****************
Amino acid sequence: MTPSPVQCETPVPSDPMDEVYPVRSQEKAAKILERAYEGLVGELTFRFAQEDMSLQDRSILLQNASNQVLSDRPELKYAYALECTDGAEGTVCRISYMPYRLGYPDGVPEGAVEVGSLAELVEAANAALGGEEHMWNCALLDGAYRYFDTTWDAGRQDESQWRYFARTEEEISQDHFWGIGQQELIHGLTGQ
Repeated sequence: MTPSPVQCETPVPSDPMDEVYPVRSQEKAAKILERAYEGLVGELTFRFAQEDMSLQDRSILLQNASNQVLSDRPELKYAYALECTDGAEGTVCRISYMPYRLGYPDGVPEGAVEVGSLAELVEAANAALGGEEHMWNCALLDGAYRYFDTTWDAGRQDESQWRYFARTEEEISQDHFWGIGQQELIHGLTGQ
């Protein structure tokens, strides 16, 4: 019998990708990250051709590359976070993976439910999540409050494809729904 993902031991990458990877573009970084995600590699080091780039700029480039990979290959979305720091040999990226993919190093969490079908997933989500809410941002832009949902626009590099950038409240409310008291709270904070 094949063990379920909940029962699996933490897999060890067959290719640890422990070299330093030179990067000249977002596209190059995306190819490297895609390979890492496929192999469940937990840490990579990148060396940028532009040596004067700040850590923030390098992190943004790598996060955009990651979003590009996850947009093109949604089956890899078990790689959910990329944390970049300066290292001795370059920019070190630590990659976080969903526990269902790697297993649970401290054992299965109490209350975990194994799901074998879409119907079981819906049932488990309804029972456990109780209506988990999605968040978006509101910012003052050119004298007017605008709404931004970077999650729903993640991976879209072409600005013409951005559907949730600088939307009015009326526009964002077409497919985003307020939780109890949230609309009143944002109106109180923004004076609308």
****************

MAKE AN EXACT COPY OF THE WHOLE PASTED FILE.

Amino acid sequence: MTPSPVQCETPVPSDPMDEVYPVRSQEKAAKILERAYEGLVGELTFRFAQEDMSLQDRSILLQNASNQVLSDRPELKYAYALECTDGAEGTVCRISYMPYRLGYPDGVPEGAVEVGSLAELVEAANAALGGEEHMWNCALLDGAYRYFDTTWDAGRQDESQWRYFARTEEEISQDHFWGIGQQELIHGLTGQ
Repeated sequence: MTPSPVQCETPVPSDPMDEVYPVRSQEKAAKILERAYEGLVGELTFRFAQEDMSLQDRSILLQNASNQVLSDRPELKYAYALECTDGAEGTVCRISYMPYRLGYPDGVPEGAVEVGSLAELVEAANAALGGEEHMWNCALLDGAYRYFDTTWDAGRQDESQWRYFARTEEEISQDHFWGIGQQELIHGLTGQ
């Protein structure tokens, strides 16, 4: 019998990708990250051709590359976070993976439910999540409050494809729904 993902031991990458990877573009970084995600590699080091780039700029480039990979290959979305720091040999990226993919190093969490079908997933989500809410941002832009949902626009590099950038409240409310008291709270904070 094949063990379920909940029962699996933490897999060890067959290719640890422990070299330093030179990067000249977002596209190059995306190819490297895609390979890492496929192999469940937990840490990579990148060396940028532009040596004067700040850590923030390098992190943004790598996060955009990651979003590009996850947009093109949604089956890899078990790689959910990329944390970049300066290292001795370059920019070190630590990659976080969903526990269902790697297993649970401290054992299965109490209350975990194994799901074998879409119907079981819906049932488990309804029972456990109780209506988990999605968040978006509101910012003052050119004298007017605008709404931004970077999650729903993640991976879209072409600005013409951005559907949730600088939307009015009326526009964002077409497919985003307020939780109890949230609309009143944002109106109180923004004076609308």